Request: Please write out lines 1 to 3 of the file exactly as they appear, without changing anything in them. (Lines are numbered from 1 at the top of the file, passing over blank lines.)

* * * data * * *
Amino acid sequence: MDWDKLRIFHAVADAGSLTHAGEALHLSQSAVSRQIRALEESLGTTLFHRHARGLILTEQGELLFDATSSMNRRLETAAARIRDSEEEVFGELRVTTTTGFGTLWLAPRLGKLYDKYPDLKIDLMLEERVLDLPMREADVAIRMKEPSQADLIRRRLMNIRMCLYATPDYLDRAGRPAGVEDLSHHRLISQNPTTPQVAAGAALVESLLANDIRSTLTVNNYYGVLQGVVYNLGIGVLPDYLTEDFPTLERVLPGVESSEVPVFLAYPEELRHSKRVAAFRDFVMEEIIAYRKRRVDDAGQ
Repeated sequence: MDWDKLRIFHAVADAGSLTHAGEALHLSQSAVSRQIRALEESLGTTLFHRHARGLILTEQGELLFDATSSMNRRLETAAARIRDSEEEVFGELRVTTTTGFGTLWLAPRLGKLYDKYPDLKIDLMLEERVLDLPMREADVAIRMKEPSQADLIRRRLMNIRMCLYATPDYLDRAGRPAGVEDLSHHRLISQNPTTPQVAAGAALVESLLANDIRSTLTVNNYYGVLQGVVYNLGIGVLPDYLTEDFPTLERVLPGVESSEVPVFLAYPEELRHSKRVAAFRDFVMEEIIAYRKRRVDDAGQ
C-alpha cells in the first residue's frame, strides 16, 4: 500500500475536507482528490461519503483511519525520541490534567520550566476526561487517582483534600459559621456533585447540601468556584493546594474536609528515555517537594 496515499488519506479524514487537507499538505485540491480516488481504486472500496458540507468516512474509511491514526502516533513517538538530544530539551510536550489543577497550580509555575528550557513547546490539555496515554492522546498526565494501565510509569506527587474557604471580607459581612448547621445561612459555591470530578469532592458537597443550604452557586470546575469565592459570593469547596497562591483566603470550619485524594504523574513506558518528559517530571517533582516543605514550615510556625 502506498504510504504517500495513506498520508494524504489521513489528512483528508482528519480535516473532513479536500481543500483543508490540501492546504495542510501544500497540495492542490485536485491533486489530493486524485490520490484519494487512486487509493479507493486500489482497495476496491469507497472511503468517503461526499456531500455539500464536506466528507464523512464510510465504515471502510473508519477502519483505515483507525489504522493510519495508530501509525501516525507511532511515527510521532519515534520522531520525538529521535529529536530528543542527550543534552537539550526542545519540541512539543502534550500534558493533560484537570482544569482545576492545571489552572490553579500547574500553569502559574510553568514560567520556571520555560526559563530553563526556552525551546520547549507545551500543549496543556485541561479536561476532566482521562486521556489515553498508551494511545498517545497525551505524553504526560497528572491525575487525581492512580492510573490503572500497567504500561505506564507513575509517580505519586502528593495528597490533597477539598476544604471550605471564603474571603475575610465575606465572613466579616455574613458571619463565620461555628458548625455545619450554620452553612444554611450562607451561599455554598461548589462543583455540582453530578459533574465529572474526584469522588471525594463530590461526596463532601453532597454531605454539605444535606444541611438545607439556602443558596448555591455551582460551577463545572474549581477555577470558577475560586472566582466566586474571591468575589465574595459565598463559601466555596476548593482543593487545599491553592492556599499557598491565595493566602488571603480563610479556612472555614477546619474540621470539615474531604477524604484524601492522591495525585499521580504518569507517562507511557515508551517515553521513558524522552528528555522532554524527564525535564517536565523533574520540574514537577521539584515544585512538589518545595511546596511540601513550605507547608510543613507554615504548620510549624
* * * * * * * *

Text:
Amino acid sequence: MDWDKLRIFHAVADAGSLTHAGEALHLSQSAVSRQIRALEESLGTTLFHRHARGLILTEQGELLFDATSSMNRRLETAAARIRDSEEEVFGELRVTTTTGFGTLWLAPRLGKLYDKYPDLKIDLMLEERVLDLPMREADVAIRMKEPSQADLIRRRLMNIRMCLYATPDYLDRAGRPAGVEDLSHHRLISQNPTTPQVAAGAALVESLLANDIRSTLTVNNYYGVLQGVVYNLGIGVLPDYLTEDFPTLERVLPGVESSEVPVFLAYPEELRHSKRVAAFRDFVMEEIIAYRKRRVDDAGQ
Repeated sequence: MDWDKLRIFHAVADAGSLTHAGEALHLSQSAVSRQIRALEESLGTTLFHRHARGLILTEQGELLFDATSSMNRRLETAAARIRDSEEEVFGELRVTTTTGFGTLWLAPRLGKLYDKYPDLKIDLMLEERVLDLPMREADVAIRMKEPSQADLIRRRLMNIRMCLYATPDYLDRAGRPAGVEDLSHHRLISQNPTTPQVAAGAALVESLLANDIRSTLTVNNYYGVLQGVVYNLGIGVLPDYLTEDFPTLERVLPGVESSEVPVFLAYPEELRHSKRVAAFRDFVMEEIIAYRKRRVDDAGQ
C-alpha cells in the first residue's frame, strides 16, 4: 500500500475536507482528490461519503483511519525520541490534567520550566476526561487517582483534600459559621456533585447540601468556584493546594474536609528515555517537594 496515499488519506479524514487537507499538505485540491480516488481504486472500496458540507468516512474509511491514526502516533513517538538530544530539551510536550489543577497550580509555575528550557513547546490539555496515554492522546498526565494501565510509569506527587474557604471580607459581612448547621445561612459555591470530578469532592458537597443550604452557586470546575469565592459570593469547596497562591483566603470550619485524594504523574513506558518528559517530571517533582516543605514550615510556625 502506498504510504504517500495513506498520508494524504489521513489528512483528508482528519480535516473532513479536500481543500483543508490540501492546504495542510501544500497540495492542490485536485491533486489530493486524485490520490484519494487512486487509493479507493486500489482497495476496491469507497472511503468517503461526499456531500455539500464536506466528507464523512464510510465504515471502510473508519477502519483505515483507525489504522493510519495508530501509525501516525507511532511515527510521532519515534520522531520525538529521535529529536530528543542527550543534552537539550526542545519540541512539543502534550500534558493533560484537570482544569482545576492545571489552572490553579500547574500553569502559574510553568514560567520556571520555560526559563530553563526556552525551546520547549507545551500543549496543556485541561479536561476532566482521562486521556489515553498508551494511545498517545497525551505524553504526560497528572491525575487525581492512580492510573490503572500497567504500561505506564507513575509517580505519586502528593495528597490533597477539598476544604471550605471564603474571603475575610465575606465572613466579616455574613458571619463565620461555628458548625455545619450554620452553612444554611450562607451561599455554598461548589462543583455540582453530578459533574465529572474526584469522588471525594463530590461526596463532601453532597454531605454539605444535606444541611438545607439556602443558596448555591455551582460551577463545572474549581477555577470558577475560586472566582466566586474571591468575589465574595459565598463559601466555596476548593482543593487545599491553592492556599499557598491565595493566602488571603480563610479556612472555614477546619474540621470539615474531604477524604484524601492522591495525585499521580504518569507517562507511557515508551517515553521513558524522552528528555522532554524527564525535564517536565523533574520540574514537577521539584515544585512538589518545595511546596511540601513550605507547608510543613507554615504548620510549624